Guille Carmona’s vibrant illustrations are a queer fever dream
Despite their otherworldly aesthetic, Guille Carmona’s illustrations exhibit a distinct vulnerability. The Spanish-born illustrator’s digital artwork typically depicts muscular, spiky characters engaging in activities such as crying and hanging out with cute fluffy animals.
Much of the inspiration for Carmona’s practice, which he describes as “an extremely queer fever dream”, comes from his childhood, when he spent much of his time reading manga and watching anime. .
“My mother was a painter, so I’ve been around a creative environment since I was little,” he told CR. “My dad comes from a completely opposite world but he’s a sci-fi geek, and he introduced me to this kind of literature which definitely allowed me to view reality in a different way.”
Today, the illustrator is influenced by everything from 80s airbrush artists and science fiction book covers to folk tales and Japanese new wave art. However, the subject that appeals to him the most is extreme male homoeroticism.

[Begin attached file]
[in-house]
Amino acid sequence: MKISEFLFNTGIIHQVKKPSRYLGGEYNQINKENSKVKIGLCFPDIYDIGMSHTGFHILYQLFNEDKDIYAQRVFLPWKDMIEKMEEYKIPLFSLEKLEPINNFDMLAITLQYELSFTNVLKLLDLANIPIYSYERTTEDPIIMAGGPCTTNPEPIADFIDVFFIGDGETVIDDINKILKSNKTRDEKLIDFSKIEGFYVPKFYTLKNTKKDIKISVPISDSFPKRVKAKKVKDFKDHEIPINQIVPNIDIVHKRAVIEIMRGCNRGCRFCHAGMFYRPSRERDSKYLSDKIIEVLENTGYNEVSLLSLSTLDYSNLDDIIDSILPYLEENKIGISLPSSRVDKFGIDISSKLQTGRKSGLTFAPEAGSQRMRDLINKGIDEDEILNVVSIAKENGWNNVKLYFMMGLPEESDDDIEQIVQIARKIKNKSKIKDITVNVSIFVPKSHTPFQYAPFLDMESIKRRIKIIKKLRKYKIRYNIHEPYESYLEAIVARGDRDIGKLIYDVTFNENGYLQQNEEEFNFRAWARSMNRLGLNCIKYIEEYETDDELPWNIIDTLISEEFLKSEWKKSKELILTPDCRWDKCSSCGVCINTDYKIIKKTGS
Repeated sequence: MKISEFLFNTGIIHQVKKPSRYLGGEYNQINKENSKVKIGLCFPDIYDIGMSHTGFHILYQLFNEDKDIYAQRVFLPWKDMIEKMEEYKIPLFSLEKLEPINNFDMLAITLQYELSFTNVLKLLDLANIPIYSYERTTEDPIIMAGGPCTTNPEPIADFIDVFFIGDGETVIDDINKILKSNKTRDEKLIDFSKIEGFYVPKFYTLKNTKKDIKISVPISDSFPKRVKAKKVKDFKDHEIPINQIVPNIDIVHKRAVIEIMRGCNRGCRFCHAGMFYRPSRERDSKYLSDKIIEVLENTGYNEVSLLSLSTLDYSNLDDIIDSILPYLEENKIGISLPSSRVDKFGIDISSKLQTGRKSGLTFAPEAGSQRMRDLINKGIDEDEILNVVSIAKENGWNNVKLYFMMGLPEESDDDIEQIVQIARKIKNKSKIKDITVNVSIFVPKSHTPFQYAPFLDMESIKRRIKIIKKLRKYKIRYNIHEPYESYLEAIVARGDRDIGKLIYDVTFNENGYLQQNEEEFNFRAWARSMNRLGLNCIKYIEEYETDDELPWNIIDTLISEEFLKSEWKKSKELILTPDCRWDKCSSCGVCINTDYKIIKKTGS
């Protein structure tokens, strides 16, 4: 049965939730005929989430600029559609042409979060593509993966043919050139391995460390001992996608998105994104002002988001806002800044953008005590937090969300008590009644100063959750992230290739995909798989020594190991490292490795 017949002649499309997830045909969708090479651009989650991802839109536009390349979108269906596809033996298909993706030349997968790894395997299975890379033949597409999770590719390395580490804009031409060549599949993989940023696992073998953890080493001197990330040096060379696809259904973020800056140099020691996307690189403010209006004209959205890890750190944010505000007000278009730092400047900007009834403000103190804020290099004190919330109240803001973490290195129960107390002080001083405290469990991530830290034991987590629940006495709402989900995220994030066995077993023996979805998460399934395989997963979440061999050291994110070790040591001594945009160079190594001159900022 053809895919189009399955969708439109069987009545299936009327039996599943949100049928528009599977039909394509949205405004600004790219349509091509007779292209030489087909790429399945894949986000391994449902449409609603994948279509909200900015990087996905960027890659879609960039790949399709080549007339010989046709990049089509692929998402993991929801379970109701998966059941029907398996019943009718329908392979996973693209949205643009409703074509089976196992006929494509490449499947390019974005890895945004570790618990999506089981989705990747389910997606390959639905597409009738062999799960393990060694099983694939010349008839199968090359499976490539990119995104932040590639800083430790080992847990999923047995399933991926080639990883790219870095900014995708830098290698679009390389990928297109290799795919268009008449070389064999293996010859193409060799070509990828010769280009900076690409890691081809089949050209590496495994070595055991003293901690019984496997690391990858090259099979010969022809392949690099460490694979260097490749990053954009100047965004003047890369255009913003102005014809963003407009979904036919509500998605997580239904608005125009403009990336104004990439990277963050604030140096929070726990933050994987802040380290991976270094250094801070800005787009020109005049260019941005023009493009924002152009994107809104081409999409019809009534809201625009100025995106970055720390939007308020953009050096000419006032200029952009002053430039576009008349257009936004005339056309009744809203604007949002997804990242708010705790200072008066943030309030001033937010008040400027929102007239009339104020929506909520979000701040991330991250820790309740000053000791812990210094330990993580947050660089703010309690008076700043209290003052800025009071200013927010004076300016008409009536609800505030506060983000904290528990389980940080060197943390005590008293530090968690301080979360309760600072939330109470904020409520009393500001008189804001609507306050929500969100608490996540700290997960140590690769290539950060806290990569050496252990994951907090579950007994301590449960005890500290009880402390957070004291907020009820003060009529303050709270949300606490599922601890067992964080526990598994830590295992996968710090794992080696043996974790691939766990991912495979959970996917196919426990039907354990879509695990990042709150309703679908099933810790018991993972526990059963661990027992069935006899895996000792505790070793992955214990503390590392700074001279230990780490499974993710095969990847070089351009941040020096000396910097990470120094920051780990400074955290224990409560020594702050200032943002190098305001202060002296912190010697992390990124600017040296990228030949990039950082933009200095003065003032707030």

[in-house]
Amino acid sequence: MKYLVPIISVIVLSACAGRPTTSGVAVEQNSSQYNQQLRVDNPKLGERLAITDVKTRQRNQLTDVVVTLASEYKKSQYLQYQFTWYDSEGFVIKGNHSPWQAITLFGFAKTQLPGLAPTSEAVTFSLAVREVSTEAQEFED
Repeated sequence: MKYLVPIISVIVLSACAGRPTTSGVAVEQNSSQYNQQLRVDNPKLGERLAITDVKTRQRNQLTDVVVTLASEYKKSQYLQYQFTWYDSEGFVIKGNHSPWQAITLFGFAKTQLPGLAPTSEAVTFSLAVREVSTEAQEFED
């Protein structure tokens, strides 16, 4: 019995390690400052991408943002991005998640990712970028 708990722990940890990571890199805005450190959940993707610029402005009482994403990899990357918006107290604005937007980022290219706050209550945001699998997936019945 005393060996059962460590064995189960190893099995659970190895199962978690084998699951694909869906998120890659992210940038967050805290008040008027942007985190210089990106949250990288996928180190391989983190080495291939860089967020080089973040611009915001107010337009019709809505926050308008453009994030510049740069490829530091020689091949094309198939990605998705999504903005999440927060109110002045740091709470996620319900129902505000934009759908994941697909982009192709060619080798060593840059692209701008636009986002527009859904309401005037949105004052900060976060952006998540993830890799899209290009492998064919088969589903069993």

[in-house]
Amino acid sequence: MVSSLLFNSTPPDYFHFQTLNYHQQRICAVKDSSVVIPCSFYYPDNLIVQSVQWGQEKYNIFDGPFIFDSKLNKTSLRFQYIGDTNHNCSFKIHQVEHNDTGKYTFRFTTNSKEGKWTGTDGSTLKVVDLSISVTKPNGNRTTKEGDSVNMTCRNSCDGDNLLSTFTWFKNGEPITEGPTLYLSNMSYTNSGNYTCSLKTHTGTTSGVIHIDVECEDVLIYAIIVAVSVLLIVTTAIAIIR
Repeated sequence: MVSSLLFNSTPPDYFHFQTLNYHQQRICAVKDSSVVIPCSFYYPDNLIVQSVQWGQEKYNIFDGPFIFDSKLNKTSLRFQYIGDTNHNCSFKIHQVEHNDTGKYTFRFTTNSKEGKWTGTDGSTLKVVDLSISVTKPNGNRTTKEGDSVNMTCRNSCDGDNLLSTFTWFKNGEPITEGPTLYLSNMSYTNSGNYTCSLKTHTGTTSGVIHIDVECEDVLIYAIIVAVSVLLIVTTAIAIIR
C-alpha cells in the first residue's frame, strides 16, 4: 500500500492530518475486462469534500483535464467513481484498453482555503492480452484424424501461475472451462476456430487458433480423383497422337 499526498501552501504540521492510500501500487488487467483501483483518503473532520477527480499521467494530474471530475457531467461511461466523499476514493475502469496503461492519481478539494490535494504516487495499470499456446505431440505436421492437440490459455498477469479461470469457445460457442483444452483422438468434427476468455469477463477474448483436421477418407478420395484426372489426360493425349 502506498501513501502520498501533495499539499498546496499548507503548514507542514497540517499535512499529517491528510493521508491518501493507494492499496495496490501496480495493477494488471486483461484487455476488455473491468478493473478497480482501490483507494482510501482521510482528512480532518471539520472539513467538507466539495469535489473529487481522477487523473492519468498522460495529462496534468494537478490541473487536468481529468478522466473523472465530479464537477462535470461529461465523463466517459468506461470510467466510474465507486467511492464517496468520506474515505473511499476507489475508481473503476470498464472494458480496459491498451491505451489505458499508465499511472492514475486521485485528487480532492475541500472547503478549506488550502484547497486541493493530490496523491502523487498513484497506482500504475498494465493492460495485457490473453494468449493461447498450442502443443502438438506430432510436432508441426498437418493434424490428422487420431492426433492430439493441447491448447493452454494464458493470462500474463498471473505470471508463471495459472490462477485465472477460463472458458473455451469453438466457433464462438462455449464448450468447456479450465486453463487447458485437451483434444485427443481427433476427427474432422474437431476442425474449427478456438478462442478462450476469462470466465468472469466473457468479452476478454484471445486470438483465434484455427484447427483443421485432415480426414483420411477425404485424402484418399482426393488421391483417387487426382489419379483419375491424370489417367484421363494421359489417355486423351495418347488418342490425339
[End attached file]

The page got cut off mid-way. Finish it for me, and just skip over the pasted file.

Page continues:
“I’m really into the gym bro culture and the theatrics of it. I guess it’s also a commentary on the ‘masc for masc’ toxicity so prevalent in gay culture and how performative it is,” he explains.
Carmona’s distinctive aesthetic has recently caught the attention of an increasing number of clients and collaborators, especially from the fashion world. Her first magazine cover for the latest issue of Buffalo Zine, which explores the color paradox of pink, features a reclining hot pink character dressed in little more than silk pants and a Prada it bag.
He also cites his recent collaboration with Spanish fashion designer Paula Canovas del Vas, for whom he created a series of ornate fantasy creatures in his AW22 collection, as one of his favorite commissions to date.
As for Carmona’s future, he is excited to expand his practice into new areas such as 3D animation and beyond. “I’m into airbrushing right now and I’m more eager to start producing more tangible types of art, but eventually I’m learning to enjoy the process of discovering new tools,” he says.